You can compare seed germination by simply comparing the percentage of seeds that germinate in each group
You can compare the number of days from planting to emergence when plants develop cotyledons (the first leaves you see after germination).
I compared plant height by measuring the plants every 2-4 days. You measure from the medium the plants are growing in to the top of the plant stem.
You can also compare the number and size of leaves. Leaf size is a good indicator of plant health. You should also include observations about the leaf tips (brown or yellow). You could place the leaves over graph paper and trace them You can then determine and compare the surface area of the leaves. If you use the same type of paper, you can cut out the leaves and weigh them to compare the estimated mass of the leaves.
Plant color is another good indicator of plant health and you could compare this. You should not try to compare shades of green but rather note if there are specific color differences like yellow or brown spots or tips.
If you are growing plants that flower there are two easy ways to compare flowering on plants. First, you can compare the time to flowering. You can do this by comparing how long from the initial planting until the plants begin to flower. If you adjust the light cycle to induce flowering, you can compare the first flowering from when you change the light cycle.
The second way to compare flowering is to record the number of flowers. You can count every flower if weigh all the flowers
Good Growing
Dr. E.R. Myers


Speed up flowering - Revisited.

I have written about speeding up germination and about speeding up vegetative growth And speeding up flowering and I want to add to how to speed up flowering thanks to a scientific experiment (LINK) done by my friend. Basically, the cooler you have the night temperatures the faster the flowering response will be.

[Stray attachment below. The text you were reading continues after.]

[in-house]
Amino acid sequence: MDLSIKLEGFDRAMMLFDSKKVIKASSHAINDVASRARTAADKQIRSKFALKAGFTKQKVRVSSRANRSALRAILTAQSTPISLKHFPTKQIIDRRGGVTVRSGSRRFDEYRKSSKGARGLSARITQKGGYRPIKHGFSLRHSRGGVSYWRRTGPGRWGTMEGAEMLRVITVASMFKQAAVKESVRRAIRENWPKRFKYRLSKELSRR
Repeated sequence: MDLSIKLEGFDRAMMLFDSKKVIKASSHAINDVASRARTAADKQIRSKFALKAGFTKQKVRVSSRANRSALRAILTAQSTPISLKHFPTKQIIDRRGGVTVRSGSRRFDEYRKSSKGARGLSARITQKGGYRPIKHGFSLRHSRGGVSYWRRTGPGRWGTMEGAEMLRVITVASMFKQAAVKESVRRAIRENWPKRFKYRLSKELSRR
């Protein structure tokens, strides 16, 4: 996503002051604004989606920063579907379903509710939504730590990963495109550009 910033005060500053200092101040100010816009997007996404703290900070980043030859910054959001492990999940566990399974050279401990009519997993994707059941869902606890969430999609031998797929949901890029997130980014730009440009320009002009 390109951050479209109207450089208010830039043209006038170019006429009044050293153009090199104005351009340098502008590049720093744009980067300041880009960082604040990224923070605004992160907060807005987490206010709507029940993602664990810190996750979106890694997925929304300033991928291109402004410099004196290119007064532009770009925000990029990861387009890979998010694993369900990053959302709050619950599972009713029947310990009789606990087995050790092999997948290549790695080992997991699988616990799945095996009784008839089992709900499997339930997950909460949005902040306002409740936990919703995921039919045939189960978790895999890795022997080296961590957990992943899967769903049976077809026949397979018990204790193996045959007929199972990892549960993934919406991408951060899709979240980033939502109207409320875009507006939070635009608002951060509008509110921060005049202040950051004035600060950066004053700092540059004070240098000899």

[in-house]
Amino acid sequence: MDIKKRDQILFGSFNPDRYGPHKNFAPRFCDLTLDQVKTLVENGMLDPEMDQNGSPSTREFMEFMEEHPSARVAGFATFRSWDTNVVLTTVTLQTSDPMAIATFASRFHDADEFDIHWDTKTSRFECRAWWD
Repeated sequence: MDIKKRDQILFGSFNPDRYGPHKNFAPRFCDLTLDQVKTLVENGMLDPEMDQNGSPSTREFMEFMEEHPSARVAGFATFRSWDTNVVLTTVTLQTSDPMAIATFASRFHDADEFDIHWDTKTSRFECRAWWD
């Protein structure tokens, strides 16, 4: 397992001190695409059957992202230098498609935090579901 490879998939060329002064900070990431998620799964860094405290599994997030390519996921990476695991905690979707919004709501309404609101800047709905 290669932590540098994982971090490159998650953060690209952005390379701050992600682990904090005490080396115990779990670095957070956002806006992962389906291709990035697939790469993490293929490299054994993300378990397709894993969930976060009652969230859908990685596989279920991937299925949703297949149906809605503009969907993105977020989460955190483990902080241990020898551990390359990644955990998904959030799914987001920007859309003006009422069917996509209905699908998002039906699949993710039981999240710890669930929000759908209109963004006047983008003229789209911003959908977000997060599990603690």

My friend just had a second child, and his grow closet is now his youngest kids closet. He moved his grow lights into his garage. The garage is attached to the house, but is not heated and it is only about 10 degrees above outside temperatures, and it is on the south side of the home so it gets very hot on sunny days. He can no longer grow over the winter months, or in the middle of summer. He started the seeds inside his house under a fluorescent light then after a few weeks he put the plants in the garage under an HPS. One thing he did was he switched his light and dark cycle, so that the lights are on (and making heat) at night when it is cooler outside/in the garage. He is growing in a grow tent to prevent light from affecting flowering. This also helps insulate the plants from the more extreme temperatures in the garage.
He keeps good notes on flowering time and he has data showing that since his plants are growing in the garage flowering occurs 4 days earlier with colder night temperatures. When the lights are off he frequently has temperatures in the 40’s and even in the upper 30’s one time. This would kill basil and some other sensitive herbs, but will cause most plants to have a faster flowering response. Especially plants that flower in the fall/ with 12 hours of darkness. These plants will ‘think’ fall is coming so they better get flowering and reproduce.
I don’t recommend growing in an unheated garage to speed up flowering, but you could consider keeping the vent fan running even during the dark cycle when you begin flowering to lower the night temperatures as much as possible. Even if you can’t get the temperatures into the 40’s the greater the difference between the high of the day and the night temperature the faster you will see a flower response.
Good Growing
Dr. E.R. Myers